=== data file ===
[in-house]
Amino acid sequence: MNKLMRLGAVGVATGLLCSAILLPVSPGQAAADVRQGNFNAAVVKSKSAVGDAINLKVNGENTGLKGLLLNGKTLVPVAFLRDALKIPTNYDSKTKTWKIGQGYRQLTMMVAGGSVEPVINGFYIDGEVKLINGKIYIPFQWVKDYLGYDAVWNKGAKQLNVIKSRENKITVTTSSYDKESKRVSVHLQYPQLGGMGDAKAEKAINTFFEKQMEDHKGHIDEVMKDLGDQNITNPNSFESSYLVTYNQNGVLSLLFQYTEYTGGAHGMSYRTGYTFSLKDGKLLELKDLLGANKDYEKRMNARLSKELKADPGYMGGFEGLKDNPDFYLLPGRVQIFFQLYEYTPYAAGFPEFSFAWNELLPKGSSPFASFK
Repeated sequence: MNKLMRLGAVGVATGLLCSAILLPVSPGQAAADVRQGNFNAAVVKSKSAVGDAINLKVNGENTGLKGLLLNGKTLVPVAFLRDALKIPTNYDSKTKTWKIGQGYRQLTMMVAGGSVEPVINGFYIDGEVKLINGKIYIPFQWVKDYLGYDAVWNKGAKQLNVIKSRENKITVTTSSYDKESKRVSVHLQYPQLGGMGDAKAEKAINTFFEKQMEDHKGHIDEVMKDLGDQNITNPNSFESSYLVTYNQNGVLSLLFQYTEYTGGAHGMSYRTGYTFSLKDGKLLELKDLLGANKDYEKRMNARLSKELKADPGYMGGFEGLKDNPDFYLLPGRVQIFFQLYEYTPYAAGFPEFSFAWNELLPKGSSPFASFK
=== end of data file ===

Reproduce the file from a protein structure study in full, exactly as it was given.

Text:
[in-house]
Amino acid sequence: MNKLMRLGAVGVATGLLCSAILLPVSPGQAAADVRQGNFNAAVVKSKSAVGDAINLKVNGENTGLKGLLLNGKTLVPVAFLRDALKIPTNYDSKTKTWKIGQGYRQLTMMVAGGSVEPVINGFYIDGEVKLINGKIYIPFQWVKDYLGYDAVWNKGAKQLNVIKSRENKITVTTSSYDKESKRVSVHLQYPQLGGMGDAKAEKAINTFFEKQMEDHKGHIDEVMKDLGDQNITNPNSFESSYLVTYNQNGVLSLLFQYTEYTGGAHGMSYRTGYTFSLKDGKLLELKDLLGANKDYEKRMNARLSKELKADPGYMGGFEGLKDNPDFYLLPGRVQIFFQLYEYTPYAAGFPEFSFAWNELLPKGSSPFASFK
Repeated sequence: MNKLMRLGAVGVATGLLCSAILLPVSPGQAAADVRQGNFNAAVVKSKSAVGDAINLKVNGENTGLKGLLLNGKTLVPVAFLRDALKIPTNYDSKTKTWKIGQGYRQLTMMVAGGSVEPVINGFYIDGEVKLINGKIYIPFQWVKDYLGYDAVWNKGAKQLNVIKSRENKITVTTSSYDKESKRVSVHLQYPQLGGMGDAKAEKAINTFFEKQMEDHKGHIDEVMKDLGDQNITNPNSFESSYLVTYNQNGVLSLLFQYTEYTGGAHGMSYRTGYTFSLKDGKLLELKDLLGANKDYEKRMNARLSKELKADPGYMGGFEGLKDNPDFYLLPGRVQIFFQLYEYTPYAAGFPEFSFAWNELLPKGSSPFASFK